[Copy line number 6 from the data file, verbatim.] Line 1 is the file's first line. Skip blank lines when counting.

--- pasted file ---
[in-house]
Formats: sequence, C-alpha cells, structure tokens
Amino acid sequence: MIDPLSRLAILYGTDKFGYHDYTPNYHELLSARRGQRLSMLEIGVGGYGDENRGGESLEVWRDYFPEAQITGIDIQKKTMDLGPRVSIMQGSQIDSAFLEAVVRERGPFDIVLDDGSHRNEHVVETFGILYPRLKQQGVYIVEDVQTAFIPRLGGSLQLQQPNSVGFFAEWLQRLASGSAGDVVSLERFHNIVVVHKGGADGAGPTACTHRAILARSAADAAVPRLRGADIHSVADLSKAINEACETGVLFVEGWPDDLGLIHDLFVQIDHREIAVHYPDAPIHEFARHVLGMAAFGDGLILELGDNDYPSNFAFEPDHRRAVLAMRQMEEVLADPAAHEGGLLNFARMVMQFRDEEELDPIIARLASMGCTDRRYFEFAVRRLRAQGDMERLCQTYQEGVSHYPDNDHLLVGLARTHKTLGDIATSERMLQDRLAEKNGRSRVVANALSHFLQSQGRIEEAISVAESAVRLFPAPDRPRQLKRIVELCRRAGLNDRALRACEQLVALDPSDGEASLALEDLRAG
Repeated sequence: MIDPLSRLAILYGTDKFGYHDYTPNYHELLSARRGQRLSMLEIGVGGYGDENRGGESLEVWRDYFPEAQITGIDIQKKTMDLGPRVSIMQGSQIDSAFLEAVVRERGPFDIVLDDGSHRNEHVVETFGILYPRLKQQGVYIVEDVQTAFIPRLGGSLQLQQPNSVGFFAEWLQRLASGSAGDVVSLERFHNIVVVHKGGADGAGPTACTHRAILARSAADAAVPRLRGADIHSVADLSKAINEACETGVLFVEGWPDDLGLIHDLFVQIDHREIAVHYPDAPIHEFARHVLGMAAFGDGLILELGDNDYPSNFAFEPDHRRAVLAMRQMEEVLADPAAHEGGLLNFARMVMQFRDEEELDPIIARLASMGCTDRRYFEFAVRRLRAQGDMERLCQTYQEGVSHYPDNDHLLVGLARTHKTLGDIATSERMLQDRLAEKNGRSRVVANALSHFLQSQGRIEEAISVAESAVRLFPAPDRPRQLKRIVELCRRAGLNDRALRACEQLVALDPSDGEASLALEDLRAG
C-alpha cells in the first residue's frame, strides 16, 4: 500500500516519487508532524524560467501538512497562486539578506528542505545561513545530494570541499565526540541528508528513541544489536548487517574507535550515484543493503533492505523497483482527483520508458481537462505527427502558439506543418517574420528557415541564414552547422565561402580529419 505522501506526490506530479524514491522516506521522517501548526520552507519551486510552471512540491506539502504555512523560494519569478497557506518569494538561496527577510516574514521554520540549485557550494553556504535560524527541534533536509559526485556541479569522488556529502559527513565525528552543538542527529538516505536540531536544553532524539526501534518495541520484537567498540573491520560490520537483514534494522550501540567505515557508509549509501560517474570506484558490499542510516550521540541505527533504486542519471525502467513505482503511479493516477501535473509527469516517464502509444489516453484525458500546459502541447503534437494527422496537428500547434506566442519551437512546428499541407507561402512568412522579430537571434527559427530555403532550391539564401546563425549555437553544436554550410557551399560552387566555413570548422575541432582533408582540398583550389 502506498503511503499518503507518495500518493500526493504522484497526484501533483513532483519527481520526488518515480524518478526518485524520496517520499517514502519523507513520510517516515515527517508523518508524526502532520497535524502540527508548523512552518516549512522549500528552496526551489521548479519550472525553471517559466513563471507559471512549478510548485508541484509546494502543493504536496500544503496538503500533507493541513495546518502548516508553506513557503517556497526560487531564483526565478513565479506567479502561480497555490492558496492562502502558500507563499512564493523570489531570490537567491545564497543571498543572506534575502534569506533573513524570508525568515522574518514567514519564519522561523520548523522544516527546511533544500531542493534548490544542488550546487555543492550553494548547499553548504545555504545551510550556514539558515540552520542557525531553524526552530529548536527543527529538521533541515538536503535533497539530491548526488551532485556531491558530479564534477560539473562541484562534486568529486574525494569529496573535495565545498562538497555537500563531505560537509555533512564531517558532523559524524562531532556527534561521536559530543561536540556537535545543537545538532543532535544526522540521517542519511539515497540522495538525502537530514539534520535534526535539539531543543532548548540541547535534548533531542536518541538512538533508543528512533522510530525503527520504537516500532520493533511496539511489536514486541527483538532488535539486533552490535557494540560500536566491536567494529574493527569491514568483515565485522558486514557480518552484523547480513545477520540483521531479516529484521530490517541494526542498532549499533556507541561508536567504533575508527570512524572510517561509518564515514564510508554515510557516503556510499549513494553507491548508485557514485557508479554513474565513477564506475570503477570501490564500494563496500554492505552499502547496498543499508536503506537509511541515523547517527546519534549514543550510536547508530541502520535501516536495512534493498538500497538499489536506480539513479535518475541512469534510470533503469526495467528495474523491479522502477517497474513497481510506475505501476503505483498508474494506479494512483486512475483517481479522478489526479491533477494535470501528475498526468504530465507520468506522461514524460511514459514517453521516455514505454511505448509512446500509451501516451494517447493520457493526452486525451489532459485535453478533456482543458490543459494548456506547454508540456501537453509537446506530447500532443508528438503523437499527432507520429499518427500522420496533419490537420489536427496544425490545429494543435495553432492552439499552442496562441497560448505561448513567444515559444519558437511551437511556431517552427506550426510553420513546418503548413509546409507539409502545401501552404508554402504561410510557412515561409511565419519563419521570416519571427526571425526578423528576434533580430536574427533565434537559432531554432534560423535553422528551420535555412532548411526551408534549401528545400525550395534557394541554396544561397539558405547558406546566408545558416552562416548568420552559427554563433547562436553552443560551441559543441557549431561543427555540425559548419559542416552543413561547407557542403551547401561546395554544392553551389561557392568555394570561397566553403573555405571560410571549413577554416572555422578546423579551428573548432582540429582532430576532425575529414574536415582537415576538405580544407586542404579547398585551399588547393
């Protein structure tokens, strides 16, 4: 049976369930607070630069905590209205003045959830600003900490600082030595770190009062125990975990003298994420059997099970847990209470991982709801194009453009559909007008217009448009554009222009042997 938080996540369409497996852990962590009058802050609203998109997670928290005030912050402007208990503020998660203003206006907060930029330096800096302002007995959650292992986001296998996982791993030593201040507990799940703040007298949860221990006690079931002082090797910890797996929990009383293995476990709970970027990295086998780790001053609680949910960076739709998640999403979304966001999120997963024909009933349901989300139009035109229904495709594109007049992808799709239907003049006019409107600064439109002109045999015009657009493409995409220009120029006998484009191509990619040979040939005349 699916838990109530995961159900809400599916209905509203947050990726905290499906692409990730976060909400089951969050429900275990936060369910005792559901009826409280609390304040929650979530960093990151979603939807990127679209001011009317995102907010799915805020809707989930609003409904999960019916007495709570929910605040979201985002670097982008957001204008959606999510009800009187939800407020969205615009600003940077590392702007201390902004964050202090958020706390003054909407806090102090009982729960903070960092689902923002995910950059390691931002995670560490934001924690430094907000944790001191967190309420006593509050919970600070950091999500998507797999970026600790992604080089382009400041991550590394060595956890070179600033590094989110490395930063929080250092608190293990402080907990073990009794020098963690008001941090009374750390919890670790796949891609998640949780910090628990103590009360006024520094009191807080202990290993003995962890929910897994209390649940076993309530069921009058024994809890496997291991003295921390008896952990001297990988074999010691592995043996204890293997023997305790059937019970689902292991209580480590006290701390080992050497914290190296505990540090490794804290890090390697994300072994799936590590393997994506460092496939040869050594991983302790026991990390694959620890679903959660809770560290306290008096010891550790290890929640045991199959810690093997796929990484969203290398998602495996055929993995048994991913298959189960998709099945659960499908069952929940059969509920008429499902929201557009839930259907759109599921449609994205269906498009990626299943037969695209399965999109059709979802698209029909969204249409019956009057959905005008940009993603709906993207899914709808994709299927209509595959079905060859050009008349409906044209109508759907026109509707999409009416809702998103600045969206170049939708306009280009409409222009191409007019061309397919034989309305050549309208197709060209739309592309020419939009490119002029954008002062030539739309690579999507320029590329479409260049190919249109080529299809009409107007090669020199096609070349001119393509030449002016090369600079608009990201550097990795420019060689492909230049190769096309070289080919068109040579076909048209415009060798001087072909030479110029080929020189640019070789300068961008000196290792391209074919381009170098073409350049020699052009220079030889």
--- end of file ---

């Protein structure tokens, strides 16, 4: 049976369930607070630069905590209205003045959830600003900490600082030595770190009062125990975990003298994420059997099970847990209470991982709801194009453009559909007008217009448009554009222009042997 938080996540369409497996852990962590009058802050609203998109997670928290005030912050402007208990503020998660203003206006907060930029330096800096302002007995959650292992986001296998996982791993030593201040507990799940703040007298949860221990006690079931002082090797910890797996929990009383293995476990709970970027990295086998780790001053609680949910960076739709998640999403979304966001999120997963024909009933349901989300139009035109229904495709594109007049992808799709239907003049006019409107600064439109002109045999015009657009493409995409220009120029006998484009191509990619040979040939005349 699916838990109530995961159900809400599916209905509203947050990726905290499906692409990730976060909400089951969050429900275990936060369910005792559901009826409280609390304040929650979530960093990151979603939807990127679209001011009317995102907010799915805020809707989930609003409904999960019916007495709570929910605040979201985002670097982008957001204008959606999510009800009187939800407020969205615009600003940077590392702007201390902004964050202090958020706390003054909407806090102090009982729960903070960092689902923002995910950059390691931002995670560490934001924690430094907000944790001191967190309420006593509050919970600070950091999500998507797999970026600790992604080089382009400041991550590394060595956890070179600033590094989110490395930063929080250092608190293990402080907990073990009794020098963690008001941090009374750390919890670790796949891609998640949780910090628990103590009360006024520094009191807080202990290993003995962890929910897994209390649940076993309530069921009058024994809890496997291991003295921390008896952990001297990988074999010691592995043996204890293997023997305790059937019970689902292991209580480590006290701390080992050497914290190296505990540090490794804290890090390697994300072994799936590590393997994506460092496939040869050594991983302790026991990390694959620890679903959660809770560290306290008096010891550790290890929640045991199959810690093997796929990484969203290398998602495996055929993995048994991913298959189960998709099945659960499908069952929940059969509920008429499902929201557009839930259907759109599921449609994205269906498009990626299943037969695209399965999109059709979802698209029909969204249409019956009057959905005008940009993603709906993207899914709808994709299927209509595959079905060859050009008349409906044209109508759907026109509707999409009416809702998103600045969206170049939708306009280009409409222009191409007019061309397919034989309305050549309208197709060209739309592309020419939009490119002029954008002062030539739309690579999507320029590329479409260049190919249109080529299809009409107007090669020199096609070349001119393509030449002016090369600079608009990201550097990795420019060689492909230049190769096309070289080919068109040579076909048209415009060798001087072909030479110029080929020189640019070789300068961008000196290792391209074919381009170098073409350049020699052009220079030889």